Already offside with active supporters groups over its flawed appeals process for the 198 fans hit by stadium bans and under fire from for Melbourne Victory CEO Anthony Di Pietro over the “mediocrity” of its administration, the FFA, and its new chief, will be taken to task over falling crowd numbers, plunging TV viewership, on-going PR disasters and its relationship with active fans by owners, who like supporters, are wearying of being taken for granted by head office.
Barely three weeks into the job he inherited from father Frank Lowy, his chosen heir is in the eye of the storm, with Central Coast Mariners chief Mike Charlesworth insisting clubs want a clear vision from the man entrusted with piloting the code through its current tempest to a prosperous future.
The owners’ summit with Lowy, CEO David Gallop and A-League chief Damien De Bohun coincides with representatives from supporters groups from across the A-League meeting in Sydney on the same day to formulate a united strategy to push their claims for the introduction of a cohesive appeals process for banned fans and an overhaul of crowd management protocols.
“I’ve been waiting for two years for a new chairman to come in and deliver a strategy that can take the League forward ... he has to make an impression and deliver a plan that creates a better value proposition for the clubs," declared Charlesworth.
Charlesworth, for one, is looking for structural change whereby clubs have agreater element of control in their own affairs, with a CEO in place who reports to them, much like the models across Europe.
“If you invest the clubs with more power, you create a greater sense of motivation to engage more and develop the League," he added.
“Historically we’ve had little say on anything … there's perhaps been a feeling previously it’s been too early in the league's evolution for that power shift but now, for me, the time is now right.
“The 10 clubs need to be working together as team, along with a great management team, to produce a model that delivers for all of us and ultimately Australian football.”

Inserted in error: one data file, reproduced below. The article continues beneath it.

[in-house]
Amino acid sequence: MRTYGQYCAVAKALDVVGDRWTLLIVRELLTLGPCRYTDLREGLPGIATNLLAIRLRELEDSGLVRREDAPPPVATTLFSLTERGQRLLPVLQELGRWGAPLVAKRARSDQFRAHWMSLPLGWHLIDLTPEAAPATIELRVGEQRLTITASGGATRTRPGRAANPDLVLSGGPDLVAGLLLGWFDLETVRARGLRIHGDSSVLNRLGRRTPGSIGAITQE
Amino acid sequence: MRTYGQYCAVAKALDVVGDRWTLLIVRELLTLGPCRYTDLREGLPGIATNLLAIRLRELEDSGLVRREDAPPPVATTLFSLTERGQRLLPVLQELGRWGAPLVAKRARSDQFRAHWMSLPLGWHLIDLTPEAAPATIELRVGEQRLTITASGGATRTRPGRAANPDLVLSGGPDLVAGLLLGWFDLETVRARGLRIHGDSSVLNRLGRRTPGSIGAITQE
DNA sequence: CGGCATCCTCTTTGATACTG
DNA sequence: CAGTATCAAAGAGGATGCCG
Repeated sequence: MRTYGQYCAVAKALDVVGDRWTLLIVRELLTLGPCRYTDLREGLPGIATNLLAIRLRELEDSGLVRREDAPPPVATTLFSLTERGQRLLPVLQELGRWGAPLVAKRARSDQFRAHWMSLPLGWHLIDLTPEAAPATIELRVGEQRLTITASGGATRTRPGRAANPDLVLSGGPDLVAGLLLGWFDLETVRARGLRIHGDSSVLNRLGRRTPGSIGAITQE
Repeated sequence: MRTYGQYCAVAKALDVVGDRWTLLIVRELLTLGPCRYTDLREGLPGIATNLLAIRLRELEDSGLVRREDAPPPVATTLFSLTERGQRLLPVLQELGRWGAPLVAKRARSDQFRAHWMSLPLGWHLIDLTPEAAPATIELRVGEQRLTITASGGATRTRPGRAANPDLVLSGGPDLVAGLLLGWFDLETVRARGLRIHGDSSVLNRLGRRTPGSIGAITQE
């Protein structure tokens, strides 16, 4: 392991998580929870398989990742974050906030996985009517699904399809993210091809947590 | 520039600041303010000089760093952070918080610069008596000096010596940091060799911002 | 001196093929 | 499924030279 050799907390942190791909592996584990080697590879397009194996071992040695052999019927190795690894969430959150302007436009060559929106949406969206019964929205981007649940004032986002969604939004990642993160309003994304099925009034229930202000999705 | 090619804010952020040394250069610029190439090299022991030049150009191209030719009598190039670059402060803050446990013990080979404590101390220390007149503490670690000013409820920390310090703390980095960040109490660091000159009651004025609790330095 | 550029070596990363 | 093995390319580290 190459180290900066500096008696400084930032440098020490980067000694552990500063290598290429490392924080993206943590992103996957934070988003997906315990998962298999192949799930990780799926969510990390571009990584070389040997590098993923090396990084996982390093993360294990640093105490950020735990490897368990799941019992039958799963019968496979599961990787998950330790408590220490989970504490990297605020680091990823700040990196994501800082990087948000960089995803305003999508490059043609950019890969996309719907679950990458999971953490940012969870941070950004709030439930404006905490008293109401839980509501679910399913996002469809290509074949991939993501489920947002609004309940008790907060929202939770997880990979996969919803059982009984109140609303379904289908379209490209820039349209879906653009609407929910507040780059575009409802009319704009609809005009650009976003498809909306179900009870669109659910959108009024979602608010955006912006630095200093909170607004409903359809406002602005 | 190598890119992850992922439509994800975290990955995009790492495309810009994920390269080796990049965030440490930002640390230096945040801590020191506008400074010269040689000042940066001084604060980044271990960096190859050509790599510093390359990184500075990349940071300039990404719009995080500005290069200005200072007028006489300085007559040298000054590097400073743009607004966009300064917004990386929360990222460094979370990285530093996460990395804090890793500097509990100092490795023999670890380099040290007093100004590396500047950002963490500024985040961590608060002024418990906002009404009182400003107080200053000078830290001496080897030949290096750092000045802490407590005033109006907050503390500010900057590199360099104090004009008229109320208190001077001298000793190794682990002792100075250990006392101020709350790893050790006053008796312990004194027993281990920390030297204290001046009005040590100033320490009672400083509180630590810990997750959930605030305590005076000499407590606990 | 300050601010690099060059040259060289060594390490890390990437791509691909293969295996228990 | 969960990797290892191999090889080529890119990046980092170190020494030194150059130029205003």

Discussions promise to be robust at the very least with Lowy and his lieutenants no doubt wincing from the withering comments of Di Pietro, whose club boasts a 25,000 membership base and was once of FFA's staunchest allies.
Di Pietro said at the 'Victory in Business' luncheon: “the next 12 months will determine the success of football in Australia for the next 10 years".
“The A-League must strive for excellence & market leadership. It cannot be content anymore with mediocrity. We’re sick of it.
“There are key challenges the FFA must resolve to get the A-League back on track.”
The new TV broadcast deal, due in 2017, is of crucial importance with Gallop informing club chiefs two years ago he was confident of doubling it from $40 million to $80 million.
With the game in tumult currently as fans vote with their feet over FFA’s perceived lack of support for them and the hesitancy to institute an immediate overhaul of an appeal process for the 198 supporters outed two weeks ago in New Corp's notorious name and shame article, there are fears that boast may be a long way off the mark..
“The FFA went into the season with the negativity lingering over the drawn out negotiations over a CBA agreement, inadequate marketing for the competition, then the PR disaster around the future of Wellington Phoenix," added Charlesworth.
"And now we have the fans flexing their muscles over their grievances and boycotting games whilst the clubs ultimately pick up the bill’.
"The FFA sometimes appears to treat football like other codes when the reality is football supporters are different. They need to be listened to but this is just the tip of the iceberg on what needs to be done right now."